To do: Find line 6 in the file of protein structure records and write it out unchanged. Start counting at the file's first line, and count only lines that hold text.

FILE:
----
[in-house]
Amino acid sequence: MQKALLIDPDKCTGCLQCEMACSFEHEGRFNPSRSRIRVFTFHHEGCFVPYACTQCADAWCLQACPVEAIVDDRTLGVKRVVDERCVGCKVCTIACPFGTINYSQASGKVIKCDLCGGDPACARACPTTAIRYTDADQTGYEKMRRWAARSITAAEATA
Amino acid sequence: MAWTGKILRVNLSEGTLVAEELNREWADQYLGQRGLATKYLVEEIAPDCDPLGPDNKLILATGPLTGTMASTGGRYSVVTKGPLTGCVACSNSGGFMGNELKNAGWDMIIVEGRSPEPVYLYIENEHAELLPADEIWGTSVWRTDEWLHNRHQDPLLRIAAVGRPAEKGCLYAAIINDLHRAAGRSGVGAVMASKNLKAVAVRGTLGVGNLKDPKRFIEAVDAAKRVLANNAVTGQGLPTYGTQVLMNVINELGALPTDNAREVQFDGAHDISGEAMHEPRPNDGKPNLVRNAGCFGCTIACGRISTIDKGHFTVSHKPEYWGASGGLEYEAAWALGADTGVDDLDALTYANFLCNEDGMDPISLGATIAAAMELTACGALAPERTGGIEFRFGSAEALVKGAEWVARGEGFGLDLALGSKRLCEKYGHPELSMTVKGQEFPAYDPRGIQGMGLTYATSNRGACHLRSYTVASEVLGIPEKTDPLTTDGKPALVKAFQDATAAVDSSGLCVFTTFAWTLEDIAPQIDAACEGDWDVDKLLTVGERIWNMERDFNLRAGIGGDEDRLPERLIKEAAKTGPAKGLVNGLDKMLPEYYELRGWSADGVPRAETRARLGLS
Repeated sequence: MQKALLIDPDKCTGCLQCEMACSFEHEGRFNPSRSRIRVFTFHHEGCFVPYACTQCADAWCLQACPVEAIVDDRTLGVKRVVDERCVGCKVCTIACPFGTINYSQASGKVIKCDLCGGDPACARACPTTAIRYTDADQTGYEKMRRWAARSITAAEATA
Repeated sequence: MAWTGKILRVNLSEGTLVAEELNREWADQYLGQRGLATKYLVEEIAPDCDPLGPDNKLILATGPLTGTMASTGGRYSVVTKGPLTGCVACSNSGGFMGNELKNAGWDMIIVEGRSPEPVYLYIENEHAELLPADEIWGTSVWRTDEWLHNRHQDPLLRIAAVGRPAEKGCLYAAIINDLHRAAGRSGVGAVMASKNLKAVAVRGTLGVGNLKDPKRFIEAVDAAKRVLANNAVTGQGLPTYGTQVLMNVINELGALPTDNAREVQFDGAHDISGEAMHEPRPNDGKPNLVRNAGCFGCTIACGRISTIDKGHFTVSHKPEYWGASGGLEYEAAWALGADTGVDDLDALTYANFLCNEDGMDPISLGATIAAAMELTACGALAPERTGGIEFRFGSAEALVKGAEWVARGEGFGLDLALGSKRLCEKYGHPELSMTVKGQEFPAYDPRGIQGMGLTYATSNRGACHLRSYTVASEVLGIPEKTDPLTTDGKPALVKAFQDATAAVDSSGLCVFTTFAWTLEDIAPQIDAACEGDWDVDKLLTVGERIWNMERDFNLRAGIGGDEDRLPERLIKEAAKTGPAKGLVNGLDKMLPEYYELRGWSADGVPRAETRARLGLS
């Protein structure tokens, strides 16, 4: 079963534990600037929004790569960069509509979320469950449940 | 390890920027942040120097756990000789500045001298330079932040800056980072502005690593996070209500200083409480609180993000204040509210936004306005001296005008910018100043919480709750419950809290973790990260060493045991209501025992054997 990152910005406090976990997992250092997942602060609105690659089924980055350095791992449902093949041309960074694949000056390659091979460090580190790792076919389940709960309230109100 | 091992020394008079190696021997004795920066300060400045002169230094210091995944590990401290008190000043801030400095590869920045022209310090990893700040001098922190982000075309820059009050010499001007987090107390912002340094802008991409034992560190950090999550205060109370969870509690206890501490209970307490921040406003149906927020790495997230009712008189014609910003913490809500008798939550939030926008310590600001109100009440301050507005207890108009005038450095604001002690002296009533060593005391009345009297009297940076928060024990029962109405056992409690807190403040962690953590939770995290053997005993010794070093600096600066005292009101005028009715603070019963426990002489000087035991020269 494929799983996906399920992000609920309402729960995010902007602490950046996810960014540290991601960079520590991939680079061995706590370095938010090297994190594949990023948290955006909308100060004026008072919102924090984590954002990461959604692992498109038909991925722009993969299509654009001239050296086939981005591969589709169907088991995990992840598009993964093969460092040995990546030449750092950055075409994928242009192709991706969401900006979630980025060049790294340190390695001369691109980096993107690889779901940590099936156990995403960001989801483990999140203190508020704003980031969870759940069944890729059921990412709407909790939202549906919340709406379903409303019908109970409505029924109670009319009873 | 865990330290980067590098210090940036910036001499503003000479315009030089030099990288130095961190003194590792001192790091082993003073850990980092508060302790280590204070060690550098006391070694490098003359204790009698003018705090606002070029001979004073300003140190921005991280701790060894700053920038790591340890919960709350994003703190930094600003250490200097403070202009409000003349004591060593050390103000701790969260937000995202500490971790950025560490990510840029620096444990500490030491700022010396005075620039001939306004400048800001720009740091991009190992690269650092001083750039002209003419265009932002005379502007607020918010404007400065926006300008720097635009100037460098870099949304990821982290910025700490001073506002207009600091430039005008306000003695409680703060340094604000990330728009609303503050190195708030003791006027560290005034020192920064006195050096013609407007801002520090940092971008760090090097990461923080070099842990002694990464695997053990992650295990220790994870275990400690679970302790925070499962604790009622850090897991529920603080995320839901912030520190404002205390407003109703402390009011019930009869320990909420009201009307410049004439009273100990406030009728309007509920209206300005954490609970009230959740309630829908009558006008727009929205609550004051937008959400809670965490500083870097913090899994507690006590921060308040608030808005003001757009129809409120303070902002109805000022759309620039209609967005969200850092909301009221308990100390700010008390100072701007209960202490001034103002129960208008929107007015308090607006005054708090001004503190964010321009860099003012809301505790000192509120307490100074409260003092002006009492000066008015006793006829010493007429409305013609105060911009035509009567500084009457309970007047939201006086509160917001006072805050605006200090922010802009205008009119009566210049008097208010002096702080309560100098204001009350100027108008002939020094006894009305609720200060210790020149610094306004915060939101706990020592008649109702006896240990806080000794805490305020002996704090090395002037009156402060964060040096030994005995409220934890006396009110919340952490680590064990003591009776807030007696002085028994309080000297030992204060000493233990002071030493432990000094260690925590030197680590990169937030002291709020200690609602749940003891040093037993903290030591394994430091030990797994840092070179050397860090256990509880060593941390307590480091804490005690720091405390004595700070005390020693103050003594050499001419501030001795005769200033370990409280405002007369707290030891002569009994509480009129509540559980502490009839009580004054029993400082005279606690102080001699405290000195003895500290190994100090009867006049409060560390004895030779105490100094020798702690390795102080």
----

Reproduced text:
């Protein structure tokens, strides 16, 4: 079963534990600037929004790569960069509509979320469950449940 | 390890920027942040120097756990000789500045001298330079932040800056980072502005690593996070209500200083409480609180993000204040509210936004306005001296005008910018100043919480709750419950809290973790990260060493045991209501025992054997 990152910005406090976990997992250092997942602060609105690659089924980055350095791992449902093949041309960074694949000056390659091979460090580190790792076919389940709960309230109100 | 091992020394008079190696021997004795920066300060400045002169230094210091995944590990401290008190000043801030400095590869920045022209310090990893700040001098922190982000075309820059009050010499001007987090107390912002340094802008991409034992560190950090999550205060109370969870509690206890501490209970307490921040406003149906927020790495997230009712008189014609910003913490809500008798939550939030926008310590600001109100009440301050507005207890108009005038450095604001002690002296009533060593005391009345009297009297940076928060024990029962109405056992409690807190403040962690953590939770995290053997005993010794070093600096600066005292009101005028009715603070019963426990002489000087035991020269 494929799983996906399920992000609920309402729960995010902007602490950046996810960014540290991601960079520590991939680079061995706590370095938010090297994190594949990023948290955006909308100060004026008072919102924090984590954002990461959604692992498109038909991925722009993969299509654009001239050296086939981005591969589709169907088991995990992840598009993964093969460092040995990546030449750092950055075409994928242009192709991706969401900006979630980025060049790294340190390695001369691109980096993107690889779901940590099936156990995403960001989801483990999140203190508020704003980031969870759940069944890729059921990412709407909790939202549906919340709406379903409303019908109970409505029924109670009319009873 | 865990330290980067590098210090940036910036001499503003000479315009030089030099990288130095961190003194590792001192790091082993003073850990980092508060302790280590204070060690550098006391070694490098003359204790009698003018705090606002070029001979004073300003140190921005991280701790060894700053920038790591340890919960709350994003703190930094600003250490200097403070202009409000003349004591060593050390103000701790969260937000995202500490971790950025560490990510840029620096444990500490030491700022010396005075620039001939306004400048800001720009740091991009190992690269650092001083750039002209003419265009932002005379502007607020918010404007400065926006300008720097635009100037460098870099949304990821982290910025700490001073506002207009600091430039005008306000003695409680703060340094604000990330728009609303503050190195708030003791006027560290005034020192920064006195050096013609407007801002520090940092971008760090090097990461923080070099842990002694990464695997053990992650295990220790994870275990400690679970302790925070499962604790009622850090897991529920603080995320839901912030520190404002205390407003109703402390009011019930009869320990909420009201009307410049004439009273100990406030009728309007509920209206300005954490609970009230959740309630829908009558006008727009929205609550004051937008959400809670965490500083870097913090899994507690006590921060308040608030808005003001757009129809409120303070902002109805000022759309620039209609967005969200850092909301009221308990100390700010008390100072701007209960202490001034103002129960208008929107007015308090607006005054708090001004503190964010321009860099003012809301505790000192509120307490100074409260003092002006009492000066008015006793006829010493007429409305013609105060911009035509009567500084009457309970007047939201006086509160917001006072805050605006200090922010802009205008009119009566210049008097208010002096702080309560100098204001009350100027108008002939020094006894009305609720200060210790020149610094306004915060939101706990020592008649109702006896240990806080000794805490305020002996704090090395002037009156402060964060040096030994005995409220934890006396009110919340952490680590064990003591009776807030007696002085028994309080000297030992204060000493233990002071030493432990000094260690925590030197680590990169937030002291709020200690609602749940003891040093037993903290030591394994430091030990797994840092070179050397860090256990509880060593941390307590480091804490005690720091405390004595700070005390020693103050003594050499001419501030001795005769200033370990409280405002007369707290030891002569009994509480009129509540559980502490009839009580004054029993400082005279606690102080001699405290000195003895500290190994100090009867006049409060560390004895030779105490100094020798702690390795102080």